Despite low attendence at local meetings where input is sought from residents, planners feel important ideas and information is being gathered.
By Melonie Magruder / Special to The Malibu Times
The Community Wildfire Protection Plan for the Santa Monica Mountains took several steps closer to realization on Sunday during a public review meeting to discuss information gathered at previous meetings on wildfire prevention and mitigation procedures in targeted communities throughout Malibu.
The meetings are a joint effort by the Los Angeles County Fire Department, the National Park Service and ForEverGreen Forestry, a fire safety advocacy group, to develop a Community Wildfire Protection Plan for approximately 100,000 acres of the Santa Monica Mountains, including large areas in Malibu.
Already several months into the process, the plan is for communities to identify priority actions to prevent and protect against wildfires, developed at the source. Input is sought from local stakeholders who have intimate knowledge of public and private land obstacles to fighting future devastating fires, like the Corral Canyon fire of November 2007, which inflicted upward of $100 million in damage.
Tracy Katelman of ForEverGreen Forestry at the meeting on Sunday, which took place at City Hall, provided a review of maps and suggestions obtained in the previous meetings, all of which will be a part of one large draft proposal to be sent to community review committees in March. After a public review period, further commentary will be incorporated into another draft in April, with a final draft ready by June.
Top priorities identified during Sunday’s meeting are: community education on pool pumps; generators and home fire preparedness equipment; caches of emergency supplies like food and water organized for residents in safe locations; evacuation plans for handicapped residents; supporting the Community Emergency Response Team (CERT) program; and a strong no smoking campaign throughout the Santa Monica Mountains.
Residents on Sunday also identified with colored markers their own properties, as well as flagged community assets and critical infrastructure that may be at risk in a fire.
Hospitals, businesses, schools, churches, recreation areas, culturally sensitive sites, power substations and treatment facilities were all targeted, including City Hall, Legacy Park and the Malibu Urgent Care Center. Katelman and Julie Clark De Blasio, of the Santa Monica Mountains Restoration Trust, urged participants to specify down to exact square footage what areas need to be defended.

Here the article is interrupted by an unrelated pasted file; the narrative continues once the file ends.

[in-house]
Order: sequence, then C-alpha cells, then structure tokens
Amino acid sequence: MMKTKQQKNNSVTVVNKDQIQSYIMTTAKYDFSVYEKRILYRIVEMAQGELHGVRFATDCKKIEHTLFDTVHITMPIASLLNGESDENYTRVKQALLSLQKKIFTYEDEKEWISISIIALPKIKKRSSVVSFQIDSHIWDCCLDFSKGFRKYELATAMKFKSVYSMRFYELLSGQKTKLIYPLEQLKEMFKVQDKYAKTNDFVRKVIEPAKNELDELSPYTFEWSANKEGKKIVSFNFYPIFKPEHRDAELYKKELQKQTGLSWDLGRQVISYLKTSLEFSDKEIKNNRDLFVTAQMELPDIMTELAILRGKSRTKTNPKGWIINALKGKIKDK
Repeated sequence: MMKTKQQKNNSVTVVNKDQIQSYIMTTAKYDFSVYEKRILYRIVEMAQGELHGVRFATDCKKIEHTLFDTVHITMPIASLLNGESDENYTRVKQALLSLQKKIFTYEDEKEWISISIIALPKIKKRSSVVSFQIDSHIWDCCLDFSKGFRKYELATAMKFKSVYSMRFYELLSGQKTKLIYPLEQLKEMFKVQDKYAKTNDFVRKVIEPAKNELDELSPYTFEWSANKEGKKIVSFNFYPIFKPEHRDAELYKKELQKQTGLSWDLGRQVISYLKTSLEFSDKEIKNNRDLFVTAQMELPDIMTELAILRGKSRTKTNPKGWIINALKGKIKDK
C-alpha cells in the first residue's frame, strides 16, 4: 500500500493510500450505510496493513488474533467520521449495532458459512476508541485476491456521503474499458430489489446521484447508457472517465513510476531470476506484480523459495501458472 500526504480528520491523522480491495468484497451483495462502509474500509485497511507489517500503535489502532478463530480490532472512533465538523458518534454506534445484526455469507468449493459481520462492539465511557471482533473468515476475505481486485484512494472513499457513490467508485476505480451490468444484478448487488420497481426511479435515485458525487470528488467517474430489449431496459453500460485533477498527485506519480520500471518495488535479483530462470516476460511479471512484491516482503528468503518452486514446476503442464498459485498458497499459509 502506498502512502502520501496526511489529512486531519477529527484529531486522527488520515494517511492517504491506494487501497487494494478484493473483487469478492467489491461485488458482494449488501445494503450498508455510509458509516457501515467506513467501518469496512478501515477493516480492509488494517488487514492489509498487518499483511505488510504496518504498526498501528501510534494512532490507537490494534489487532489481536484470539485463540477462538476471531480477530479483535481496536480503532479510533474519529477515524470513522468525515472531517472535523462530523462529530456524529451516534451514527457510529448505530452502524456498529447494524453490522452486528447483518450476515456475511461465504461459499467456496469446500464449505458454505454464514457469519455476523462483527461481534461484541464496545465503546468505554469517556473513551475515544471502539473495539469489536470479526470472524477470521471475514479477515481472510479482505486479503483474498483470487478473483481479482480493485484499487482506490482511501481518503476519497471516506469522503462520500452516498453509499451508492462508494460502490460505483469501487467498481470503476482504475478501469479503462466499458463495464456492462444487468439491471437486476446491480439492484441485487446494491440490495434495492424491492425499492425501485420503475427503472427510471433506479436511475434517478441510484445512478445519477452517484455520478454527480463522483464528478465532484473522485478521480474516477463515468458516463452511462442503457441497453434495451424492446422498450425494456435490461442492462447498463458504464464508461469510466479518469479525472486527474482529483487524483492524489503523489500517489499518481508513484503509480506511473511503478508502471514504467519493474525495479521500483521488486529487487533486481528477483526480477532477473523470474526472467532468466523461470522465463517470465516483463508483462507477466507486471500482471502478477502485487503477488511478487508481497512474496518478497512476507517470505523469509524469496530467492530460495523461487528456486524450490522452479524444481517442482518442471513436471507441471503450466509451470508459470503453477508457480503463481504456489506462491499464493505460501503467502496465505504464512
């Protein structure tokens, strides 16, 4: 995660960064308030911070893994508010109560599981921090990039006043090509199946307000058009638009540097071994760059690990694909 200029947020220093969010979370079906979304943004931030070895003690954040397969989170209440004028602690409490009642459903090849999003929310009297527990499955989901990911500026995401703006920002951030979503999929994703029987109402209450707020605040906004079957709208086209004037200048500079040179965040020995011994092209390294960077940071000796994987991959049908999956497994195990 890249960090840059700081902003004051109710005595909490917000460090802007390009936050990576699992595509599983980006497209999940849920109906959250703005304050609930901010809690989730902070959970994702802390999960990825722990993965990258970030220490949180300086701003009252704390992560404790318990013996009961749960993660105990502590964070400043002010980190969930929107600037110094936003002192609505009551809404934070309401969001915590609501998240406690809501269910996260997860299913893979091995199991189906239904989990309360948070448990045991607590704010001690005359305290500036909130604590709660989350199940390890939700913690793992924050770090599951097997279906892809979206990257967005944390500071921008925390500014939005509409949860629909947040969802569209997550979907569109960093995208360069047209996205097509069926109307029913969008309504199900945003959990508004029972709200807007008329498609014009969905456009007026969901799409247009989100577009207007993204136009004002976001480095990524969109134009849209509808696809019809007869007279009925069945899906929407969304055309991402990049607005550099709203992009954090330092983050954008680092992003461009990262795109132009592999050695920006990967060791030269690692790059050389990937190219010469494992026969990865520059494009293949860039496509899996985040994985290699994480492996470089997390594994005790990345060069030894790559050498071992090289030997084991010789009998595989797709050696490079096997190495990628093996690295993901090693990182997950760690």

Despite the months-long effort, which has shown few residents attending the local meetings, some feel the planning is futile.
One attendee on Sunday, who declined to give her name, said, “I think you’re spinning your wheels. People are apathetic in Malibu. It won’t matter what you map.”
However, by identifying community priorities and concerns, and adopting a fire protection plan, neighborhood fire safe councils can apply for grants to implement those plans (grants.firesafecouncil.org), as well as organize into effective teams in the event of wildfire.
As the meeting went along, Brad Davis, the city’s emergency services coordinator, noted the focused enthusiasm developing.
“We might have had low numbers in terms of attendance to these meetings,” Davis said. “But we’re high in input. The suggestions we are getting are on target and will help enormously with developing a plan for Malibu.”
“After your home ‘hardening’ techniques, like brush clearance, these suggestions are what will do the most to preserve your community,” Katelman said.
More information and mapping documents can be found online at http://tinyurl.com/SMMCWPP. Two more public meetings will take place: For the Liberty Canyon/Lost Hills area, Jan. 13, 6 p.m. to 9 p.m., at the offices of County Supervisor Zev Yaroslavsky, 26600 Agoura Dr., Suite 100, Calabasas; for the Calabasas Interface area, Jan, 14, 6 p.m. to 9 p.m. at the Diamond X Ranch, 26412 Mulholland Highway.